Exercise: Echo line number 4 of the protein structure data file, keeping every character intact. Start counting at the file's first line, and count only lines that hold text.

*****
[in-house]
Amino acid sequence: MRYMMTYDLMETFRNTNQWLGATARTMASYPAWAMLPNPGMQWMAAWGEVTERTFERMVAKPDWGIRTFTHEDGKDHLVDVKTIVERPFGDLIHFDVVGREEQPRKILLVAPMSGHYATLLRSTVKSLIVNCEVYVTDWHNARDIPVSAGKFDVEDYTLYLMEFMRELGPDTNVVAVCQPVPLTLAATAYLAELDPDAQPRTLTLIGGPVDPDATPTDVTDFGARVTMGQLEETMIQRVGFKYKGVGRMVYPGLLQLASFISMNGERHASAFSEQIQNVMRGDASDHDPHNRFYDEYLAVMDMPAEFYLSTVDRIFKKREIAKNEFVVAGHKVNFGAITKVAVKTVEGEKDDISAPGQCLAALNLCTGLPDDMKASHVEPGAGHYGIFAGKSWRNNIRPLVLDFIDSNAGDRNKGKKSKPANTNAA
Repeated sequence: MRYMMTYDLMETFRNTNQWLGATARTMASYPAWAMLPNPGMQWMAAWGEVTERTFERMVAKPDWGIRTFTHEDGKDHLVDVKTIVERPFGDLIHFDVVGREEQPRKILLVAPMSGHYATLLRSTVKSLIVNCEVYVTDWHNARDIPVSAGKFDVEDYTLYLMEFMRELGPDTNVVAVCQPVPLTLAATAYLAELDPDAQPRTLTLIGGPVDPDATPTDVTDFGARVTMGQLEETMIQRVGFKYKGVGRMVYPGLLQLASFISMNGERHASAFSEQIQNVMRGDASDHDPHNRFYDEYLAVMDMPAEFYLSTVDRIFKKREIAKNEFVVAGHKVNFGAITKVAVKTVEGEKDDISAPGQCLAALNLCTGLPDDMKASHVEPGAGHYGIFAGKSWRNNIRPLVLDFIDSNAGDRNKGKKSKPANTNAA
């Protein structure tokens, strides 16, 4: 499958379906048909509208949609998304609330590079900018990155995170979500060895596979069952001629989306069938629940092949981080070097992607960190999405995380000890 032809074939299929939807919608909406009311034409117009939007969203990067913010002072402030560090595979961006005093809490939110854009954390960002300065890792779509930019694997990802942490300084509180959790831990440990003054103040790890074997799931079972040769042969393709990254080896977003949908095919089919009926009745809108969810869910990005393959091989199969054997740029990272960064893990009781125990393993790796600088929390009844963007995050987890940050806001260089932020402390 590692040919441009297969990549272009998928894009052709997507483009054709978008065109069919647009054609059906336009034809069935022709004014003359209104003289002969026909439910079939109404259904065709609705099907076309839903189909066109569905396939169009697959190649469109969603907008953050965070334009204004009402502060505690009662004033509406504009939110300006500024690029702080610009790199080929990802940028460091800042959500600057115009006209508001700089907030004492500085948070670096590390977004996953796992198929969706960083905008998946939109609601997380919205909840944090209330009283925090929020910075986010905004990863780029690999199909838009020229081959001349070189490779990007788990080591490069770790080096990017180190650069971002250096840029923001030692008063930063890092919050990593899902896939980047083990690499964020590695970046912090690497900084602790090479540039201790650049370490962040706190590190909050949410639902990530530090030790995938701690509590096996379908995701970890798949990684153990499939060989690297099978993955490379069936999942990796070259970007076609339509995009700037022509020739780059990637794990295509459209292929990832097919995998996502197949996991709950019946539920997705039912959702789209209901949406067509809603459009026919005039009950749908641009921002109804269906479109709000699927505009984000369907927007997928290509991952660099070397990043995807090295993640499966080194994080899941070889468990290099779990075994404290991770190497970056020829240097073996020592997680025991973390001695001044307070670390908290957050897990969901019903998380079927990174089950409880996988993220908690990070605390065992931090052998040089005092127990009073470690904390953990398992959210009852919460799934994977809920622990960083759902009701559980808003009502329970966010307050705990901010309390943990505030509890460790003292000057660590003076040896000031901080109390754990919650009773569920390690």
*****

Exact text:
């Protein structure tokens, strides 16, 4: 499958379906048909509208949609998304609330590079900018990155995170979500060895596979069952001629989306069938629940092949981080070097992607960190999405995380000890 032809074939299929939807919608909406009311034409117009939007969203990067913010002072402030560090595979961006005093809490939110854009954390960002300065890792779509930019694997990802942490300084509180959790831990440990003054103040790890074997799931079972040769042969393709990254080896977003949908095919089919009926009745809108969810869910990005393959091989199969054997740029990272960064893990009781125990393993790796600088929390009844963007995050987890940050806001260089932020402390 590692040919441009297969990549272009998928894009052709997507483009054709978008065109069919647009054609059906336009034809069935022709004014003359209104003289002969026909439910079939109404259904065709609705099907076309839903189909066109569905396939169009697959190649469109969603907008953050965070334009204004009402502060505690009662004033509406504009939110300006500024690029702080610009790199080929990802940028460091800042959500600057115009006209508001700089907030004492500085948070670096590390977004996953796992198929969706960083905008998946939109609601997380919205909840944090209330009283925090929020910075986010905004990863780029690999199909838009020229081959001349070189490779990007788990080591490069770790080096990017180190650069971002250096840029923001030692008063930063890092919050990593899902896939980047083990690499964020590695970046912090690497900084602790090479540039201790650049370490962040706190590190909050949410639902990530530090030790995938701690509590096996379908995701970890798949990684153990499939060989690297099978993955490379069936999942990796070259970007076609339509995009700037022509020739780059990637794990295509459209292929990832097919995998996502197949996991709950019946539920997705039912959702789209209901949406067509809603459009026919005039009950749908641009921002109804269906479109709000699927505009984000369907927007997928290509991952660099070397990043995807090295993640499966080194994080899941070889468990290099779990075994404290991770190497970056020829240097073996020592997680025991973390001695001044307070670390908290957050897990969901019903998380079927990174089950409880996988993220908690990070605390065992931090052998040089005092127990009073470690904390953990398992959210009852919460799934994977809920622990960083759902009701559980808003009502329970966010307050705990901010309390943990505030509890460790003292000057660590003076040896000031901080109390754990919650009773569920390690």